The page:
It was criticised Friday for not doing enough to help other vital sectors like transport and the emergency services, and being too quick in lifting the coronavirus restrictions in England.
It announced plans to conduct daily COVID-19 testing of food industry workers. This will allow anyone who tests negative to continue to work, even if they are notified via their phones to self isolate because they were in contact with someone with this virus.
This move was made amid growing concern within government about the effects of the so-called "pingdemic" on key sectors of British economy.
Many critics claim that the National Health Service's app has been unfairly singled out. It has been downloaded by over 26 million people in England, Wales and around half of the adult population since its launch last September. They claim it distracts from the fact that the U.K. has just experienced a third wave of pandemics due to the spreading of the more contagious Delta variant and the lifting restrictions.
They claim that the app is only doing its job. Self-isolation continues to be a key weapon against the virus.
Daily infections are expected to increase by at least 100,000 per week, according to the government.
Dr. Simon Clarke, an associate professor in cell microbiology at University of Reading, stated that the best way to reduce pings is to decrease the number of infections.
Many individuals and companies have decided to take matters into their own hands. Evidence is mounting that people are deleting the app and turning off Bluetooth in areas such as hospitals where they might come into contact with someone with COVID-19.
The virus is resurfacing in the U.K. and hundreds of thousands of people including the British Prime Minister Boris Johnson are now self-isolating for 10 day after being informed by an app that they had come into contact with someone who had tested positive.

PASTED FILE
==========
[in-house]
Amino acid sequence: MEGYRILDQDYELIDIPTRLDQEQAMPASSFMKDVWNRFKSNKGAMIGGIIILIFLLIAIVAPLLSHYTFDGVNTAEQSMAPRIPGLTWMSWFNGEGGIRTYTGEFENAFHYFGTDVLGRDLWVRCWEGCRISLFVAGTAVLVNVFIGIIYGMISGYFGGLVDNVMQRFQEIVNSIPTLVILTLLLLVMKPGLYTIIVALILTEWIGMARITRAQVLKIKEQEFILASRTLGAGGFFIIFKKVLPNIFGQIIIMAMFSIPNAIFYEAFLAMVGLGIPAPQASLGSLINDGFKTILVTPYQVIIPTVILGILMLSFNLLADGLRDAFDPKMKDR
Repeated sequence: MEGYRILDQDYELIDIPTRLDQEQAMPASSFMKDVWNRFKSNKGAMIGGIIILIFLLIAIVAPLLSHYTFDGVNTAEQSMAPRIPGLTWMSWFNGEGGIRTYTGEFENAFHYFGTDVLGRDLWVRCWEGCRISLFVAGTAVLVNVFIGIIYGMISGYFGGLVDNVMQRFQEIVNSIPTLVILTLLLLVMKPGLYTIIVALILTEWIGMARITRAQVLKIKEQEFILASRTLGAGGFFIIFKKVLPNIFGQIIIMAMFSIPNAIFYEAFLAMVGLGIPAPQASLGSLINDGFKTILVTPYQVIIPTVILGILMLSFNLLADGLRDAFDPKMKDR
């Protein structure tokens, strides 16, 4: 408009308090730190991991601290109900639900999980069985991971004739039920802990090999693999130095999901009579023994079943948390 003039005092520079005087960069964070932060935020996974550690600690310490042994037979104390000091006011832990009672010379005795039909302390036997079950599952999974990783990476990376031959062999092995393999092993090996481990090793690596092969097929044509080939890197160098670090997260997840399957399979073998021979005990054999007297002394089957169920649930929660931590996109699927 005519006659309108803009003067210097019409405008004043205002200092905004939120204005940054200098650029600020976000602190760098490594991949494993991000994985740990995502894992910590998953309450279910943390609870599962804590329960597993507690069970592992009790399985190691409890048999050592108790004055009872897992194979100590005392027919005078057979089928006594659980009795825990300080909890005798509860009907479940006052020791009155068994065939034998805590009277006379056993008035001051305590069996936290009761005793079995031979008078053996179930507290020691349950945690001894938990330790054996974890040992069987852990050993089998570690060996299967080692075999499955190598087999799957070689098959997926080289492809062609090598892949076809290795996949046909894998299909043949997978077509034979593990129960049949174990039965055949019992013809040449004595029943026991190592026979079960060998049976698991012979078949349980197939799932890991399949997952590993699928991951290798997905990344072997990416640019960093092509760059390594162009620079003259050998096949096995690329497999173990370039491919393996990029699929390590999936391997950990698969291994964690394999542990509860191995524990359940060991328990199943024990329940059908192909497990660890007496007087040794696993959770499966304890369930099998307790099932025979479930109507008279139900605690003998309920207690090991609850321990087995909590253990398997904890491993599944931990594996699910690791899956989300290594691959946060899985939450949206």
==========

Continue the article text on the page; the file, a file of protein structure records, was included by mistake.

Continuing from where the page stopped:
The government's shift in strategy was driven by concerns about food supply. More workers, including key delivery drivers, were being forced to isolate themselves, which led to empty shelves at supermarkets and panic-buying by anxious customers.
According to the government, testing will start this week in priority locations. These include large supermarket distribution centers. Next week, the program will expand to 500 locations. This includes providers of staple foods like bread and dairy products.
Sky News' Environment Secretary George Eustice stated that all employees at key strategic locations, distribution depots, and manufacturing facilities can use the scheme. He also said that there will likely be well over 10,000 people who are eligible.
Retailers were pleased with the new policy, but many suggested that the government reconsider its earlier announced plan to amend the self-isolation laws on Aug. 16, when double-jabbed people will be exempted from the self isolation rules.
Helen Dickinson (chief executive of British Retail Consortium) stated, "It's absolutely crucial that the government makes up lost time and rolls this new scheme out as quickly as possible."
The government released guidance Thursday night that included measures to protect food supplies. It also provided limited exemptions for fully-vaccinated critical employees from 16 sectors, if they are unable to work or have a "major adverse impact" on national security. The guidance has caused confusion in the affected sectors.
The new guidance would allow fully vaccinated employees who provide critical services to be able work and not be isolated if they were named on a current list.
According to the government, the policy does not provide a blanket exemption for all employees of a sector. For example, railway signal operators, upon whom the network relies, may be exempted, but individual train drivers are unlikely.
Unions attacked the government for creating a "mess" by failing to consult before lifting all lockdown restrictions in England.
Frances O'Grady (general secretary of the Trades Union Congress) stated that "the government must be clear about who they classify as critical workers." "The current proposals don’t reflect reality because businesses aren’t isolated entities. They are part of complex supply chain.